Along with the Mohegans and Wyandottes, the area was the home of Shawnees, Chickasaws, and some Cherokees. The Delaware had lived nearby until the War of 1812, when the British began recruiting them to fight against the Americans. Their leader, Chief Pipe, was an “implacable foe of whites” and had distinguished himself in the battle of St. Clair’s Defeat by killing them “until his arm was weary with the work” (185). A road was cut westward from Wooster through the forest in 1812 by American General Beall and his army. When they reached Jeromesville, they constructed a blockhouse for the protection of both settlers and soldiers in the event of Indian attack. After advancing the wilderness road another three miles and making camp, Beall’s forces were attacked by the remaining Indians in what is called the battle of the “Cow Pens.” One can reach this sight today by following markers off U.S. Rt. 30. But the road was eventually finished, and Jeromesville was made safe for settlers like our Austens and Pearces. However, at least one mystery remains, according to cousin Marge Austen. It seems that Ambrose’s son, Ambrose Jr. “disappeared from the Ohio scene and it was rumored that perhaps he ran away with a tribe of Indians.” She says that he appears in an early census but not in any local cemetery records. Our research continues.

It was not unusual to find Indians frequenting local establishments around the area where the Austens and Pearces had settled in Ohio. One story reports a violent explosion in a grist mill as two holdovers from a local tribe were smoking their pipes on a loading dock near where some grinding was taking place. Apparently, a spark ignited the fine dust in the air and everything went up, including the Indians, in the blast that ensued.

In one final irony, we relate our family connection to Native Americans in the placement of three Indian families in North Park by Allegheny County after it was developed from Pearce and other Pine Creek private properties through the Right of Eminent Domain in 1927 [see “Settlement at Pine Creek: Part III”]. Big Beaver and wife Lone Star, Two Eagle and wife Kouoa, Eagle Ribs, and Joe Black Man came from the Blackfeet reservation in Browning, Montana, to care for a herd of buffalo. My late Uncle Walt Pearce, who was still living at the mill and farmhouse then, was paid $7 a day to install the six-foot high cyclone fence that kept the animals under control. He used his father’s one-horse sled to haul the steel posts, fencing, tools, and cement. He said that he had regular conversations with the Indians and that they made quite an impression on him. Within three years the Indians had returned to their western reservation, Uncle Walt moved on to work in the Wildwood coal mine, and all connections between the Pearce and Austen families and Native Americans were forgotten. For a thorough explanation of the Indians’ role in the settlement of Pennsylvania, and in particular the land around Pine Creek, see the “Township of Pine: 1796-1996,” published by the Pine Historical Committee for the township’s bicentennial. It contains a striking pre-1939 picture of Chief Hawk Eye, called “the last living Indian in Pine Township.” We’re not certain if he was one of North Park’s Blackfeet, or if he truly was a holdover from the natives who once inhabited this area. Future research may reveal the answer, but he casts a pathetic shadow over the settlement of this North Pittsburgh area by the Whiteman.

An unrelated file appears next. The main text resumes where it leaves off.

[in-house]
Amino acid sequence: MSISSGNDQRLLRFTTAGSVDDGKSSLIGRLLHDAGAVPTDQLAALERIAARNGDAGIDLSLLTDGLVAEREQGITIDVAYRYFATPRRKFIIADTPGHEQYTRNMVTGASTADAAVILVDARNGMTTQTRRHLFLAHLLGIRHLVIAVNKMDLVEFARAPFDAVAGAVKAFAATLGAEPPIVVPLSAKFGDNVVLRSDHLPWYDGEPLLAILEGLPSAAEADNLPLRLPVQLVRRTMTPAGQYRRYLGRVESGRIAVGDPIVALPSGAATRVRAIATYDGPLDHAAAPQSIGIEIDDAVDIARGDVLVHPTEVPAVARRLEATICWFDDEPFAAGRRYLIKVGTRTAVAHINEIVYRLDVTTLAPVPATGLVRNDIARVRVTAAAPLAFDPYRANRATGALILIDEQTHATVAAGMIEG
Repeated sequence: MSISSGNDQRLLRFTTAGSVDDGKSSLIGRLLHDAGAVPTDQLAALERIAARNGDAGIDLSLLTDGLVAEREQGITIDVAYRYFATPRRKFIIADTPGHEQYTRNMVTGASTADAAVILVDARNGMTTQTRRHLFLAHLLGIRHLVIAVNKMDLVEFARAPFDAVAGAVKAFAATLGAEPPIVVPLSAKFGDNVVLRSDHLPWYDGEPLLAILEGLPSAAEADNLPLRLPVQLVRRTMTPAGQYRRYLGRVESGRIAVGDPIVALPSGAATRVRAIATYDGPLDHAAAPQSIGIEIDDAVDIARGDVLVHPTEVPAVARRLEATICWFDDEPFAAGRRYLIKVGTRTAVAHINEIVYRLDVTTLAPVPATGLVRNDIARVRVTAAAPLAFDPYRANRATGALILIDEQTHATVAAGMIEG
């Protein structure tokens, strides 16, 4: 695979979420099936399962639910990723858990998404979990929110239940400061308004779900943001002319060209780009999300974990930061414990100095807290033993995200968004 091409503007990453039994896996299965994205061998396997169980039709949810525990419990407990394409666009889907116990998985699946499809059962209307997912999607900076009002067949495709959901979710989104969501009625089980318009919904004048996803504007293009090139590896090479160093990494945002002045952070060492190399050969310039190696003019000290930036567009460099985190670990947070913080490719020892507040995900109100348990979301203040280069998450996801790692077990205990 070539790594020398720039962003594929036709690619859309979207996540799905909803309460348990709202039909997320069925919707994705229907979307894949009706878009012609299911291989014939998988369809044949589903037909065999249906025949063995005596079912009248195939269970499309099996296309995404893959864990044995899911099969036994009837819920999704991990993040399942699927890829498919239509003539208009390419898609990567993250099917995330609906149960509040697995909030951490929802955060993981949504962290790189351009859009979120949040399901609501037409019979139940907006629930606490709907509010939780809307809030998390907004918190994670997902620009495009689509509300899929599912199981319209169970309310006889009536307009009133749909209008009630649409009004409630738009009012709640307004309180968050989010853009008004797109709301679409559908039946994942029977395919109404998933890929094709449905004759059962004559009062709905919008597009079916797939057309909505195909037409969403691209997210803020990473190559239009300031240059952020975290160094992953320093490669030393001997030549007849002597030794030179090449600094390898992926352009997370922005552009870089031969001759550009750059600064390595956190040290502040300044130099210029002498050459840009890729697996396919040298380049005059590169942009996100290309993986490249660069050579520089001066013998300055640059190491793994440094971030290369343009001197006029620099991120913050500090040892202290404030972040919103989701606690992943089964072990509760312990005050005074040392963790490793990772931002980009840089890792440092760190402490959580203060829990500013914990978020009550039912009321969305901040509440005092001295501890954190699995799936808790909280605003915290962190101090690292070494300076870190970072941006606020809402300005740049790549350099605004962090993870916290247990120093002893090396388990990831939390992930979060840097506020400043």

So, our families were not as far away from the natives of America as you might think. They were not that long gone when Richard Pearce and Charles Austen explored and settled in the New World in the 1820s. Later, in the early 20th century, when the original Pine Creek Settlement in Pennsylvania was taken by the government as part of a “return to nature” movement, in what could be considered great irony, the Native Americans were “invited” back to keep the buffalo company, and thus become a prime tourist attraction themselves. How different, really, is the common and legal “right of eminent domain,” through which our family lost the property and business they had owned since 1820, than all the military action and treaties the various British and American governments enacted with and against the Indians since the Pilgrims landed in 1620? It’s been said, “What goes around comes around.” From Bible times when Joshua entered the Promised Land by force, the victor has always looked at the victim with scorn. School textbooks as recently as the 1920s still referred to Indians as “savages.” The Native Americans didn’t receive citizenship until 1924. Today, we are more tolerant but only the poorer for having been so long in granting them justice. Finally, they are a part of the community we call America. Were the Pearces victimized in 1927? I really can’t say, but I remember my father saying that the takeover of our land to build North Park was “just something that happened in the name of progress.” All the families of that area moved out and moved on with their lives. Like the Native Americans who were “re-settled,” our family can easily relate to that part of American history. The Pearces and Austens had truly been a part of each others’ communities for over a century in Western Pennsylvania and East-central Ohio.

A Few Works Cited

James, Alfred Procter. Writings of General John Forbes. Menasha, WI: The Collegiate Press, 1975.

The Last of the Mohicans. Dir. Michael Mann. Perf. Daniel Day-Lewis and Madeline Stowe. Twentieth Century Fox, 1992.

“Township of Pine: 1796-1996.” [A bicentennial book published by the Pine Township Historical Committee]. Pittsburgh: First Impression Printing Co., 1996.